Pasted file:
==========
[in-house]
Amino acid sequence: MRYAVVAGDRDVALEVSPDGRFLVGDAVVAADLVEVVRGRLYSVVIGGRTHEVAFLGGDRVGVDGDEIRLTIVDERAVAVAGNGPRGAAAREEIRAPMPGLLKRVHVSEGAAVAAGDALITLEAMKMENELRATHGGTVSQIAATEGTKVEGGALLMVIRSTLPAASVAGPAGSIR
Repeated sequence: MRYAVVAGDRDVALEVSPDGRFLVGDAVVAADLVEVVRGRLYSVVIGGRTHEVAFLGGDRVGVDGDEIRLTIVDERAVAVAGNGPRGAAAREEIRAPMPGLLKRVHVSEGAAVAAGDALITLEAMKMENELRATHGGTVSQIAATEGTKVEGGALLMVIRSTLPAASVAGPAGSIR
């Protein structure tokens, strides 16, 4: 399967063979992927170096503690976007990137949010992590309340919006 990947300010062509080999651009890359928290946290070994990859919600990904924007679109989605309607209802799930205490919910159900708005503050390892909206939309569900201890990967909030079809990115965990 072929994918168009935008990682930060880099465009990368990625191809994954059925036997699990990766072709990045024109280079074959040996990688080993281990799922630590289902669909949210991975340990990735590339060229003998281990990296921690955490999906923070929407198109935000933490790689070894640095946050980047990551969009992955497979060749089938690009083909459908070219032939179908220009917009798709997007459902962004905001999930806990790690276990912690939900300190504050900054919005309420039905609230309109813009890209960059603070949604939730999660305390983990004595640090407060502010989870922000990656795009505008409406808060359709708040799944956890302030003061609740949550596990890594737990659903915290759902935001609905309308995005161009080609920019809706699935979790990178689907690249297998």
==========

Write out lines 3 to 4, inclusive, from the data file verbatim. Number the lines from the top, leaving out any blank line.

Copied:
Repeated sequence: MRYAVVAGDRDVALEVSPDGRFLVGDAVVAADLVEVVRGRLYSVVIGGRTHEVAFLGGDRVGVDGDEIRLTIVDERAVAVAGNGPRGAAAREEIRAPMPGLLKRVHVSEGAAVAAGDALITLEAMKMENELRATHGGTVSQIAATEGTKVEGGALLMVIRSTLPAASVAGPAGSIR
């Protein structure tokens, strides 16, 4: 399967063979992927170096503690976007990137949010992590309340919006 990947300010062509080999651009890359928290946290070994990859919600990904924007679109989605309607209802799930205490919910159900708005503050390892909206939309569900201890990967909030079809990115965990 072929994918168009935008990682930060880099465009990368990625191809994954059925036997699990990766072709990045024109280079074959040996990688080993281990799922630590289902669909949210991975340990990735590339060229003998281990990296921690955490999906923070929407198109935000933490790689070894640095946050980047990551969009992955497979060749089938690009083909459908070219032939179908220009917009798709997007459902962004905001999930806990790690276990912690939900300190504050900054919005309420039905609230309109813009890209960059603070949604939730999660305390983990004595640090407060502010989870922000990656795009505008409406808060359709708040799944956890302030003061609740949550596990890594737990659903915290759902935001609905309308995005161009080609920019809706699935979790990178689907690249297998």